Home equity access and four challenges of retirement
11 November 2020:
Australian Baby Boomers are among the world’s wealthiest, yet they experience widespread retirement funding insecurity due to inadequate access to the three pillars of our retirement funding system:
- the age pension and social security system generally
- voluntary savings, including homeownership.
Our pension system is means tested, adjusting for variations in our non-housing wealth over time. In our superannuation savings system, however, Baby Boomers only began contributing 3% to their super half-way through their working lives.
For most, the bulk of wealth is stored in the family home. Retirees need to plan for long lives at home for 25 to 30 years in retirement. Few want to downsize or prematurely enter aged care. For many Australians, the question is how to fund their long lives at home with confidence.
New opportunities to fund retirement
So, the challenge is to support retirees by providing funding, housing, care and community throughout retirement to ripe old age.
Here are some new rules of thumb that can draw on all three pillars of retirement funding and meet the needs of the vast majority of retired Australian homeowners.
1. The longevity challenge of retirement
Australians enjoy remarkably long and healthy lives. An average Australian couple aged 65 can expect to be alive together for some 20 years and for the surviving spouse to live into their late 90s. This extended longevity brings both opportunity and challenge for Australian retirees with the uncertainty of knowing how much money is needed to provide for a comfortable retirement.
2. The housing challenge of retirement
Most older Australians wish to remain at home throughout retirement. Recent retiree research confirms that around 75% of homeowners aged 60+ wish to remain in their own home, leaving just over a quarter intending to downsize.
The recent pandemic experience has challenged the health, finances and confidence of a generation of older Australians. The Royal Commission into Aged Care, in combination with the high incidence of COVID mortality and morbidity in aged care facilities, has reinforced the overwhelming desire to age in place.
While many government policies are aimed to support in-home ageing – and in-home ageing is both popular and more cost efficient than institutional aged care – the overall funding of aged housing and aged care by government alone is insurmountable.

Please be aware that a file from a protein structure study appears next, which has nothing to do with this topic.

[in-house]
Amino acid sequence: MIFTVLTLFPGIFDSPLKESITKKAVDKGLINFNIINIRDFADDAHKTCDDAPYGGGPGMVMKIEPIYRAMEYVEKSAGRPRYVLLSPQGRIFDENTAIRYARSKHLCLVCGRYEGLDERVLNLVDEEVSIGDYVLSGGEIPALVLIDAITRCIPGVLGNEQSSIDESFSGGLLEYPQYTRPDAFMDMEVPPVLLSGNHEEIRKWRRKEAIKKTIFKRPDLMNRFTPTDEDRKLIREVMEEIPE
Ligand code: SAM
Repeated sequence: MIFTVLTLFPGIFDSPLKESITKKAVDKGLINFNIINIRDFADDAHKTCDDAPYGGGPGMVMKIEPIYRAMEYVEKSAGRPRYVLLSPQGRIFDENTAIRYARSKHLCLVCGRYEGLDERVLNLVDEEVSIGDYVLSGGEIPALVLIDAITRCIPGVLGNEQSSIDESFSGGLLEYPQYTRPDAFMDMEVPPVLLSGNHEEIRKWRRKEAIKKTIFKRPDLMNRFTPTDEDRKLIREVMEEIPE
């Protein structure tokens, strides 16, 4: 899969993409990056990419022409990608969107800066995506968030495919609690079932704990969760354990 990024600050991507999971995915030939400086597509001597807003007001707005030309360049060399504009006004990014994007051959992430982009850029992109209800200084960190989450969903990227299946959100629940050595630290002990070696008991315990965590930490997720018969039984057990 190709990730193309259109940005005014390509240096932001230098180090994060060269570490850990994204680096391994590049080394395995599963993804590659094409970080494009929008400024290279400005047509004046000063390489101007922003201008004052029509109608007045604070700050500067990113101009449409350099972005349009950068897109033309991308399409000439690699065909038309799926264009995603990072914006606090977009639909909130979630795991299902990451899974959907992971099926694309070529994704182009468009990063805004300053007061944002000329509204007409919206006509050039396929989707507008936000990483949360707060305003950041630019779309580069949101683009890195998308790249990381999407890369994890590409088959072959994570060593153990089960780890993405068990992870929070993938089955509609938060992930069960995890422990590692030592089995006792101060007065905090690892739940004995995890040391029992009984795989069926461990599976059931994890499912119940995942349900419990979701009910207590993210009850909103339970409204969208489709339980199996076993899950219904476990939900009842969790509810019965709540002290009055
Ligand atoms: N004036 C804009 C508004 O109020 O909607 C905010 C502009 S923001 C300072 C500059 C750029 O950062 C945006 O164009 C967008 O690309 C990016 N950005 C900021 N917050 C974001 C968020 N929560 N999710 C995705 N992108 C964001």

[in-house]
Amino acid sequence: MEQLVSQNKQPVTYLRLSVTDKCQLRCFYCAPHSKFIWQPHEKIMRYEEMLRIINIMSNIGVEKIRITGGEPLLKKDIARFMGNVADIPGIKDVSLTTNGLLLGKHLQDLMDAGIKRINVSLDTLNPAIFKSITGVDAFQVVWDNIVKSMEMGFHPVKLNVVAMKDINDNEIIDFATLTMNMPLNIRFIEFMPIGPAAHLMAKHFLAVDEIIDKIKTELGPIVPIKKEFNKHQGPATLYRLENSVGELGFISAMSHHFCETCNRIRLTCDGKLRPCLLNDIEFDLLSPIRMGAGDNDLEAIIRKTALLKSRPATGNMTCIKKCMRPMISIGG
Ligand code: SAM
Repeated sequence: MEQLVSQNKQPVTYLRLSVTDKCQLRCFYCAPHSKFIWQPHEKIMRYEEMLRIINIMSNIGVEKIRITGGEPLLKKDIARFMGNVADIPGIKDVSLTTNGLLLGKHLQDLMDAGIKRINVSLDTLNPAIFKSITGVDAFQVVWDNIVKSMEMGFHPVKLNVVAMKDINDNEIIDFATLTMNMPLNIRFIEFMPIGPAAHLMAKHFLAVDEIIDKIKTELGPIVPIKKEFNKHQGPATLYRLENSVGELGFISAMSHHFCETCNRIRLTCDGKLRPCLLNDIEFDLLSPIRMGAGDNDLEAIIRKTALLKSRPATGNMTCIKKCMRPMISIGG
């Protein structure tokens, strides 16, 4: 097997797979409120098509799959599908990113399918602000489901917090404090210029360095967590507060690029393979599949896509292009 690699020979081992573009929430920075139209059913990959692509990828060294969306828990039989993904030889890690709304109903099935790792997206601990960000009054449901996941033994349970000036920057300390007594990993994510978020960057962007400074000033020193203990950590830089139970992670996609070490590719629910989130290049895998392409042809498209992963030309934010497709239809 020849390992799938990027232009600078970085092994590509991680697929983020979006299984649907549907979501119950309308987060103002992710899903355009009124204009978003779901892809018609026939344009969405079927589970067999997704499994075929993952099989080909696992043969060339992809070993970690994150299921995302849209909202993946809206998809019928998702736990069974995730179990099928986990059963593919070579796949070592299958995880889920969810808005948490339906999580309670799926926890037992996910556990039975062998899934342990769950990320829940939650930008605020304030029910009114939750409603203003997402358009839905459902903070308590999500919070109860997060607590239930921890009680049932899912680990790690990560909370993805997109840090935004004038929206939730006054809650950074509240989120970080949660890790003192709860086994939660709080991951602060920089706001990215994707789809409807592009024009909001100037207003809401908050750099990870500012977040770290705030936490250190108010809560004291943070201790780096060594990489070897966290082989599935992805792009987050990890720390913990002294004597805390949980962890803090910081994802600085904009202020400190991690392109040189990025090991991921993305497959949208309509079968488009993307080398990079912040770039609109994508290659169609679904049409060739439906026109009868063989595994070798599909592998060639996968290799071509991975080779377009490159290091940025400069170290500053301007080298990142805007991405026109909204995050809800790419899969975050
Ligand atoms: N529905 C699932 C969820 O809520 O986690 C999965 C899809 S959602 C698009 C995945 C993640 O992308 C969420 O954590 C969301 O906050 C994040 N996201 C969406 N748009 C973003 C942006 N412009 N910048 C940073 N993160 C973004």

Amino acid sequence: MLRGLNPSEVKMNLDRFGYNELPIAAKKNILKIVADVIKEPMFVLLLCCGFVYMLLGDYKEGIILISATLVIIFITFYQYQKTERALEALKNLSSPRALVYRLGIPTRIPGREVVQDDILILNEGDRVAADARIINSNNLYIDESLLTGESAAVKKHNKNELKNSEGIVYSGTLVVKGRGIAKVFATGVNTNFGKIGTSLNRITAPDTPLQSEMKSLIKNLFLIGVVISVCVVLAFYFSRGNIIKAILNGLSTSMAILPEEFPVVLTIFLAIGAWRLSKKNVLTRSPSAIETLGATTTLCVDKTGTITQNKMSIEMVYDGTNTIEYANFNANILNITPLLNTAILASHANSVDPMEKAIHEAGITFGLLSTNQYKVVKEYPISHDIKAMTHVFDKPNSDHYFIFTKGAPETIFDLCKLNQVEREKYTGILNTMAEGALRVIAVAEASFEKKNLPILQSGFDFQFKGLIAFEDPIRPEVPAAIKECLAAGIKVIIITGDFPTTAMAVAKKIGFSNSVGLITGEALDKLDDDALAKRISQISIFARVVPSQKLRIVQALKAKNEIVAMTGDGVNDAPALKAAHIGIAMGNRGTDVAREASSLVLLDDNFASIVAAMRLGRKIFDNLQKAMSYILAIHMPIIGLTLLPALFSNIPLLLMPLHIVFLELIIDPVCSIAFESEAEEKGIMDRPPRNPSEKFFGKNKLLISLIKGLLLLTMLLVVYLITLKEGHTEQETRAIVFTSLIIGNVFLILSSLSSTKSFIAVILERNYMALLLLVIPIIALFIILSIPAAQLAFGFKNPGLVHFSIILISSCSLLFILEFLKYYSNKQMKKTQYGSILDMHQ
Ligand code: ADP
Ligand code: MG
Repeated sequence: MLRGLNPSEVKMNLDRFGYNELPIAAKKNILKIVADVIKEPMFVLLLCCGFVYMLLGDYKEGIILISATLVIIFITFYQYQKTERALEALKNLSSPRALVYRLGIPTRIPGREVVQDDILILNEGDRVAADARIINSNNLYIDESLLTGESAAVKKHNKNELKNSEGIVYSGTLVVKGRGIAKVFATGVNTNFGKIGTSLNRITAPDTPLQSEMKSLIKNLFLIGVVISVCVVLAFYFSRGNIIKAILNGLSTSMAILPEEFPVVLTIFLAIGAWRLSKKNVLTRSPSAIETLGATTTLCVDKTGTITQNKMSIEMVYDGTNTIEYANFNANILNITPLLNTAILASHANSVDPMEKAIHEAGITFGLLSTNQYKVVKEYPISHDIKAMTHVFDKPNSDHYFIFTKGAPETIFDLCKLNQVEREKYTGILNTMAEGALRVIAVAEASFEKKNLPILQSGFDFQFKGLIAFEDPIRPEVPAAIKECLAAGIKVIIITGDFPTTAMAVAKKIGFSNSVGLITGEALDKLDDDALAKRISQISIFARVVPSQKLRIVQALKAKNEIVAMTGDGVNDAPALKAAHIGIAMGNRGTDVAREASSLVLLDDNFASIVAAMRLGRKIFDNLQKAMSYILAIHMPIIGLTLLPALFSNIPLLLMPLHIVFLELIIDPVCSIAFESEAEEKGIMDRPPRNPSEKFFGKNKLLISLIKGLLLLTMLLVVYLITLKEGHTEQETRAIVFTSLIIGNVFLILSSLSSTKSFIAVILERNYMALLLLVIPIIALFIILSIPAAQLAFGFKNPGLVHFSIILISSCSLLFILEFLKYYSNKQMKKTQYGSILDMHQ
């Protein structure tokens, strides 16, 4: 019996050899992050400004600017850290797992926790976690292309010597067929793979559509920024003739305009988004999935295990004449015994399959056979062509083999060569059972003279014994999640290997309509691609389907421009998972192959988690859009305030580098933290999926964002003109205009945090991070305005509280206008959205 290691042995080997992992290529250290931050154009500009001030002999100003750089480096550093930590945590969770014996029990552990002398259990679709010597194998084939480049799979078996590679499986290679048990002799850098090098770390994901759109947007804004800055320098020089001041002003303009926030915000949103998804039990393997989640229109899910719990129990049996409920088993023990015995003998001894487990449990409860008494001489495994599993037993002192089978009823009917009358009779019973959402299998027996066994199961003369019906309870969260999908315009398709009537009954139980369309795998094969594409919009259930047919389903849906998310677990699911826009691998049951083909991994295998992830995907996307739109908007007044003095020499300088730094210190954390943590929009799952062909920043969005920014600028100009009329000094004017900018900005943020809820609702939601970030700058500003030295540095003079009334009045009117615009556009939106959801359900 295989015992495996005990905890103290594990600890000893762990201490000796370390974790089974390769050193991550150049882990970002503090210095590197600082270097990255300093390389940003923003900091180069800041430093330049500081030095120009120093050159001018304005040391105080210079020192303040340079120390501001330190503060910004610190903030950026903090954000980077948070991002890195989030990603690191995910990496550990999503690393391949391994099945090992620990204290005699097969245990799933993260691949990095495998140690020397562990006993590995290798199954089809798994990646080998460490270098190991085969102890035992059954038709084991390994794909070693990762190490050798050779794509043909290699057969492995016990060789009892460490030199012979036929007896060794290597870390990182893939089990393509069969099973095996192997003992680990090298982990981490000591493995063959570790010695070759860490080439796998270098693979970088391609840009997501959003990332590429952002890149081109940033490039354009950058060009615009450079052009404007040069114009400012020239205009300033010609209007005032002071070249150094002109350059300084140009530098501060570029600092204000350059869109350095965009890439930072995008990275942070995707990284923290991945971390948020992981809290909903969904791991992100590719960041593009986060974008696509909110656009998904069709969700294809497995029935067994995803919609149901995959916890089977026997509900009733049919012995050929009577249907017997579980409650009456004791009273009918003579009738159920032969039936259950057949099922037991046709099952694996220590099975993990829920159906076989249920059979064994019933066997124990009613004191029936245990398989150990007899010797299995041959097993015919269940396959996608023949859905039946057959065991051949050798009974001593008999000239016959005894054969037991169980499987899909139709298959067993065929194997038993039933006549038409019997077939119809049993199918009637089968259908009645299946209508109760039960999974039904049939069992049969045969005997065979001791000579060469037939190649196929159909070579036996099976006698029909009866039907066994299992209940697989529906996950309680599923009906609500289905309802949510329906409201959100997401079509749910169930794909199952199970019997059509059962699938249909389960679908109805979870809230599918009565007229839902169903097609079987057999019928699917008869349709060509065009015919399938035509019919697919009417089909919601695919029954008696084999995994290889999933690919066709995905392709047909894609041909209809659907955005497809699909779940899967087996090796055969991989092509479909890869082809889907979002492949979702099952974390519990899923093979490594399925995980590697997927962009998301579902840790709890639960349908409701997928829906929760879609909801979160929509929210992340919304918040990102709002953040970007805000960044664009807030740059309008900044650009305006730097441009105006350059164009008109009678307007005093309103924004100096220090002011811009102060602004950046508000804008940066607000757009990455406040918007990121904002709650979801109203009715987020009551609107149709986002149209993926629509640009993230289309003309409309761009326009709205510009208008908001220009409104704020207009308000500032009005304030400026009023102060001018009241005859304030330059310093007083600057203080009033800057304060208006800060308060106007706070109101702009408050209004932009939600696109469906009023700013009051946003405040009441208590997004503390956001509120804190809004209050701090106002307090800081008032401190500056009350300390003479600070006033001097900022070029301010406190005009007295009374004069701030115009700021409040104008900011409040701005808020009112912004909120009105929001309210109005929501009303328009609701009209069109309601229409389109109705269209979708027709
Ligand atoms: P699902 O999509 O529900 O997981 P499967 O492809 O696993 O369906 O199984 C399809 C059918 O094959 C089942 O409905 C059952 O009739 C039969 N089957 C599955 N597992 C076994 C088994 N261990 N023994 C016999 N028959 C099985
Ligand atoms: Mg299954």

Part of the answer must involve recognising the fundamental dual role of the family home in both housing and savings. Another part is to allow retirees to better access to manage their wealth to fund their own retirement.
3. The funding challenge of retirement
Traditional approach: 4% drawdown
In the early 1990s, William Bengen demonstrated that an annual drawdown of 4% of savings at retirement each year would improve the chances that those savings would last 30 years. Around the world, variations of the 4% rule of thumb have often been used as the 'safe withdrawal rate' to ensure pension sustainability.
Since then two major changes have challenged the ability of the 4% rule to generate a sustainable retirement income: longevity has increased significantly over the past 30 years and we are now facing a significantly lower growth environment, with reduced interest rates, dividends and portfolio appreciation.
Let’s take the case of a retired couple, both 67 years of age with $250,000 in superannuation and owners of a $750,000 home trying to fund their retirement. The new reality of the long term, low growth outlook they face is: 5% pa returns on superannuation growth, 0.75% pa paid in fees to manage their investments and 6% pa investment volatility.
House price growth is 3% pa long term, with 3.5% estimated volatility of house prices and 5% pa home equity access cost. Long-term inflation is 3% pa. How can they navigate the next 30 years?
Scenario 1 – Drawing 4% a year of super in a low growth environment provides only 20 years of an inadequate income with the surviving partner living without any super
Clearly the 4% rule doesn’t go the distance and the couple’s retirement savings run out well before their expected longevity. These approaches have only been applied to the question of how to draw down a superannuation or investment portfolio balance.
In this 4% drawdown example, the couple were forced to live on a retirement income consistently well below the ASFA 'comfortable' standard and the surviving partner lived on the pension alone for the last seven years. The couple had little flexibility to maintain a quality lifestyle, manage unanticipated expenses like healthcare and in-home care, or even to fund and enjoy extended longevity.